CAROL FENNELLY: You know, I remember the month that Ronald Reagan was inaugurated president. Our soup line, which would grow from the beginning of the month to a short line, to a large line by the end of the month, and then it would drop down when people got their small checks or whatever. At the first part of the month, it could get small again and grow up through the end of the month. But that first month, it was almost as if there was some cosmic energy out there, you know, telling us what was coming in the future, but the first of the month rolled around and the line didn’t get shorter. It stayed the same. It grew and grew and grew and the soup lines just went around the block in those years. I mean it, was a very difficult time. There were not enough services. We were literally claiming people off streets who had frozen to death in Detroit and, you know, in the industrialized states like Michigan. People who were out of work went into double digit unemployment. There were around Houston, there was a tent city of homeless people, most of whom had come from the Midwestern, you know, states like Michigan. They were looking for work. They called them black tag people, because back then, Detroit had black license plates and they would pack up their families and go to Texas looking for work in the oil fields. It was a scene out of the depression. I mean, what people fail to remember is that we were in a massive recession during the early 1980s. People were out of work. People were homeless. When we hear about this great economic, you know, victory that Ronald Reagan had in the 1980s, I think, who wrote that history, because I wasn’t there.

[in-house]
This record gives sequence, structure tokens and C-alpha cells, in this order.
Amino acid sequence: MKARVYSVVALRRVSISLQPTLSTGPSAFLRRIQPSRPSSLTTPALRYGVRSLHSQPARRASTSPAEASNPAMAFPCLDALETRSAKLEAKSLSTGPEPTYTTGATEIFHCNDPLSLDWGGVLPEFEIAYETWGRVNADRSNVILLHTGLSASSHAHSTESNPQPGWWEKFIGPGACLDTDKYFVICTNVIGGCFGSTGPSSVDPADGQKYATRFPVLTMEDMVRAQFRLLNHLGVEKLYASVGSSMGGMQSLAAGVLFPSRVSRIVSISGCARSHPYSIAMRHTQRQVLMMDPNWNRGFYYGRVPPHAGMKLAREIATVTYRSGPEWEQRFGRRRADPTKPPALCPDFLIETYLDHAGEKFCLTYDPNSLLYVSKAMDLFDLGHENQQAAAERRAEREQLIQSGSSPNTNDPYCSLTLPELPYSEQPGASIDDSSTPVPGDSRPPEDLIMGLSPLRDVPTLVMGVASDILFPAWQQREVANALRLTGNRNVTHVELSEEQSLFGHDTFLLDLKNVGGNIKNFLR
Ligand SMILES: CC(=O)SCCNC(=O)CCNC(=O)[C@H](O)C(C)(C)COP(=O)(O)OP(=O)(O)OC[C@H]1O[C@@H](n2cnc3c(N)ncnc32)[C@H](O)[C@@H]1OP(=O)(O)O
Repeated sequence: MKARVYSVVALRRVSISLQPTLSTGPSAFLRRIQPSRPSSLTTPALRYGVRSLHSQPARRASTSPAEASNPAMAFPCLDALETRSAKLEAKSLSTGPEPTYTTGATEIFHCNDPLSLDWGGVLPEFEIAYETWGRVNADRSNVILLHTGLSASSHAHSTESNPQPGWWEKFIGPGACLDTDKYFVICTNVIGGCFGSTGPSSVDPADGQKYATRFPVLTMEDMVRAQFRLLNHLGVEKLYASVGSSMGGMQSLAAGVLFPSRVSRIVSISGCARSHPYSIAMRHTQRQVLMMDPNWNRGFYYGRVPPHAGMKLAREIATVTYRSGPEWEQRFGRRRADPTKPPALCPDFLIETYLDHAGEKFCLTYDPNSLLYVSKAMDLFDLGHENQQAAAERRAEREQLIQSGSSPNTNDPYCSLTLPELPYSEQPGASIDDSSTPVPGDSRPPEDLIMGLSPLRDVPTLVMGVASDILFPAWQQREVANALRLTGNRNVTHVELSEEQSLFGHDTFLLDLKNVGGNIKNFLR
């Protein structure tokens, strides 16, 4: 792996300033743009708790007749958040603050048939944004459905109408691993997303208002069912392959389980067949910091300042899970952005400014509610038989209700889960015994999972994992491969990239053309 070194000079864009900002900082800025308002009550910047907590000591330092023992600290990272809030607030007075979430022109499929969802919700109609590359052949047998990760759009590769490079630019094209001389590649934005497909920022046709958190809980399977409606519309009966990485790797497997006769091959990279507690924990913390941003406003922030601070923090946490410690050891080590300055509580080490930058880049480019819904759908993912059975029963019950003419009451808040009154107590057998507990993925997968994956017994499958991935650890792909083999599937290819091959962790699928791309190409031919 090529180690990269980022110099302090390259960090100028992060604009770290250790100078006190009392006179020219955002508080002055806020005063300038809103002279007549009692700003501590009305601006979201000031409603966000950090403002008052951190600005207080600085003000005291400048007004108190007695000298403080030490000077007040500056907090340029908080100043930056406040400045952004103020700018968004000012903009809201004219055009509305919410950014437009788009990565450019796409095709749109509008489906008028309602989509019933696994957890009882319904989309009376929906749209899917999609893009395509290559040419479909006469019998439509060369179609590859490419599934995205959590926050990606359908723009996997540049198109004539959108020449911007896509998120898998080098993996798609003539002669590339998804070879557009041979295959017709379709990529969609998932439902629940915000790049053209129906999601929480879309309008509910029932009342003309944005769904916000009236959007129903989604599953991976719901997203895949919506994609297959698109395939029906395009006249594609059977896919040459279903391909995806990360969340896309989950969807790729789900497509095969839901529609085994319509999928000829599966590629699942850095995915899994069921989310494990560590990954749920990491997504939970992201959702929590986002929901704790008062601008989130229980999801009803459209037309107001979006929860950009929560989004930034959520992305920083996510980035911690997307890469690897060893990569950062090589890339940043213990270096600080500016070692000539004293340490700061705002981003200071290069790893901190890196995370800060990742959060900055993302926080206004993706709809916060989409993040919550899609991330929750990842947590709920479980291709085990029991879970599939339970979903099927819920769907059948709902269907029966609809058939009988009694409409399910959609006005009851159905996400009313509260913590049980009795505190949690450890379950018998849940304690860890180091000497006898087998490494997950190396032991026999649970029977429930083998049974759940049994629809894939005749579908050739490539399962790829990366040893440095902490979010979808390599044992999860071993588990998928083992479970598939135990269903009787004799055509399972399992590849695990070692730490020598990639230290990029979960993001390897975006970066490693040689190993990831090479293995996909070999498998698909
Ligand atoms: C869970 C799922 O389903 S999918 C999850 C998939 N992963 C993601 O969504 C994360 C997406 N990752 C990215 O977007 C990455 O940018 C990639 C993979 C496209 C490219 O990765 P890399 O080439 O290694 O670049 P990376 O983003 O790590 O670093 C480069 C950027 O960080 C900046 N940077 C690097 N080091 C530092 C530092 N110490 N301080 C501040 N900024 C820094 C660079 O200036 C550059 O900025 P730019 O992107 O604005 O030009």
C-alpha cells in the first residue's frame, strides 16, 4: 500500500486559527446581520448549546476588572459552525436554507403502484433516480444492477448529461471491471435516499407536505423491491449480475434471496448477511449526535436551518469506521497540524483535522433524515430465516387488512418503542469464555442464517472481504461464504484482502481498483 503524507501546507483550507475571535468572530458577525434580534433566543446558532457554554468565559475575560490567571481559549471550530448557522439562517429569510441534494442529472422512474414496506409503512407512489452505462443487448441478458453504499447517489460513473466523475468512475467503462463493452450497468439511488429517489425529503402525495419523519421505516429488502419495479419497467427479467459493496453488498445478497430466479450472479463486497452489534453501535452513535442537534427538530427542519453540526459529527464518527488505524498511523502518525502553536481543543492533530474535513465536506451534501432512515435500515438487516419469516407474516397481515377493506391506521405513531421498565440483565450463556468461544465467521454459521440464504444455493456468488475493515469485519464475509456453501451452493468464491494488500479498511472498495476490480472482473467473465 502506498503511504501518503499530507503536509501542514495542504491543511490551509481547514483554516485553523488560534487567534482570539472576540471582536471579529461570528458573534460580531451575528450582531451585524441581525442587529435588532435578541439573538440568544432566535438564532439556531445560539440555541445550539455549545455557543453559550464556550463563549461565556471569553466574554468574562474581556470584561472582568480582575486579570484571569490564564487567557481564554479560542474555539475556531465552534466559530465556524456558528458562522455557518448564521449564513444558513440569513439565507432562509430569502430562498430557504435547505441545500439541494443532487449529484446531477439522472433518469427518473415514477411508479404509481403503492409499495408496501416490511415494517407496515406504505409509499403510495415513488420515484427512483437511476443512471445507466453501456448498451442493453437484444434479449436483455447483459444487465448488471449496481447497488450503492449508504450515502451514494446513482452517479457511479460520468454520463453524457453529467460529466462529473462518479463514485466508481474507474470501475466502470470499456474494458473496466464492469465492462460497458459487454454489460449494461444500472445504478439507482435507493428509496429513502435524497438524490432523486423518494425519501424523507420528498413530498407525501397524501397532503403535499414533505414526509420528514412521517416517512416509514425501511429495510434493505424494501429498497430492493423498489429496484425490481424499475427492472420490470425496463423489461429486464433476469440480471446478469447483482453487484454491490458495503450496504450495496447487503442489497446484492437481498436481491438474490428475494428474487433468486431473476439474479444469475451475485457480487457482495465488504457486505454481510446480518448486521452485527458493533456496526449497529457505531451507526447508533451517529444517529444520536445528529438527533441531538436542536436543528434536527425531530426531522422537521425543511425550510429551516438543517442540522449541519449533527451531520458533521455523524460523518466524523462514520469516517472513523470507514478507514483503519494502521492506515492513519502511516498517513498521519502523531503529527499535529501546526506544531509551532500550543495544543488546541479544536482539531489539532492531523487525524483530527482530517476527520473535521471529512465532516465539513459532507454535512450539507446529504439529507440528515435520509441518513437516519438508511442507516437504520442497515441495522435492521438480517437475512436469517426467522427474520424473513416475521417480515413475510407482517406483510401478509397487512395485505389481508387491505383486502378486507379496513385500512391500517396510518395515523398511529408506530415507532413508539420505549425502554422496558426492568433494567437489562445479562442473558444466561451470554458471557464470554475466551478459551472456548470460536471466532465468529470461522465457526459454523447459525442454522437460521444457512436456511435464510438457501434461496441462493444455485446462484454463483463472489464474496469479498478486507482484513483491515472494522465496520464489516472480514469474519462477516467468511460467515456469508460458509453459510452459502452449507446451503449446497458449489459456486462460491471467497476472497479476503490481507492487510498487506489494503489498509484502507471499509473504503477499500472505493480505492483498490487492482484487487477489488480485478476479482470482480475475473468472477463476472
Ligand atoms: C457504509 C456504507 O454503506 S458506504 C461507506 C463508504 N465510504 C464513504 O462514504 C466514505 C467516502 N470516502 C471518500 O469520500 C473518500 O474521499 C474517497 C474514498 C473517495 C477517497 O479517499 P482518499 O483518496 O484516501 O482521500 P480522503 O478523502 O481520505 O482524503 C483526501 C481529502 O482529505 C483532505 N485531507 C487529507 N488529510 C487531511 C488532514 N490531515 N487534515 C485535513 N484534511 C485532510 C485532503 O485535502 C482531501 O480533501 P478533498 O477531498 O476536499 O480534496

AMY GOODMAN: At the same time, that the conditions you describe were intensifying, there is also a resistance movement that you are a part of. What did you do?